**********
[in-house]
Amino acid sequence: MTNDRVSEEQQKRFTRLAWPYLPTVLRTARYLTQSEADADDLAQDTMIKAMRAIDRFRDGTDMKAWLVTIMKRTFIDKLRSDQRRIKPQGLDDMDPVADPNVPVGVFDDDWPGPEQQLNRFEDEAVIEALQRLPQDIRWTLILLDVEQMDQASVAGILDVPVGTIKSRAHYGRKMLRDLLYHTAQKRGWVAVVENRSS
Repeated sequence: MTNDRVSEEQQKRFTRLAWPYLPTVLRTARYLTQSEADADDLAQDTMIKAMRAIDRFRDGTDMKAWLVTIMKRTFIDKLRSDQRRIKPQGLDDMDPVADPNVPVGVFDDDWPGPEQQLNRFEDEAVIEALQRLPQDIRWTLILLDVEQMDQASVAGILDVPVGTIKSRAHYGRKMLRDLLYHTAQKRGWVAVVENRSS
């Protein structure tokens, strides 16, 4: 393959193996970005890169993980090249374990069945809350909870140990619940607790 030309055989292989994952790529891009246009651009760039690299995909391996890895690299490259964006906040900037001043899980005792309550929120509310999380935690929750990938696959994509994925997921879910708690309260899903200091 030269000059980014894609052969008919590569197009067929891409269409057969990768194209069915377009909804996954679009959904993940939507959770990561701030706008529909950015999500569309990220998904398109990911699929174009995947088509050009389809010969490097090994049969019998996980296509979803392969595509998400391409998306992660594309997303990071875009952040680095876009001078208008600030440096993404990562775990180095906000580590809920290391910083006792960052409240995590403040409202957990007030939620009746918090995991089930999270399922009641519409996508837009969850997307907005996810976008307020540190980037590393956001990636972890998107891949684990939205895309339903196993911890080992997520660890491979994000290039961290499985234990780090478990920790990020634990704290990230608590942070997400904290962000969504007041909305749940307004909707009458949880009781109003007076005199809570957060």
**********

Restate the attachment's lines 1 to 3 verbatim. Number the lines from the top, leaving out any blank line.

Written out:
[in-house]
Amino acid sequence: MTNDRVSEEQQKRFTRLAWPYLPTVLRTARYLTQSEADADDLAQDTMIKAMRAIDRFRDGTDMKAWLVTIMKRTFIDKLRSDQRRIKPQGLDDMDPVADPNVPVGVFDDDWPGPEQQLNRFEDEAVIEALQRLPQDIRWTLILLDVEQMDQASVAGILDVPVGTIKSRAHYGRKMLRDLLYHTAQKRGWVAVVENRSS
Repeated sequence: MTNDRVSEEQQKRFTRLAWPYLPTVLRTARYLTQSEADADDLAQDTMIKAMRAIDRFRDGTDMKAWLVTIMKRTFIDKLRSDQRRIKPQGLDDMDPVADPNVPVGVFDDDWPGPEQQLNRFEDEAVIEALQRLPQDIRWTLILLDVEQMDQASVAGILDVPVGTIKSRAHYGRKMLRDLLYHTAQKRGWVAVVENRSS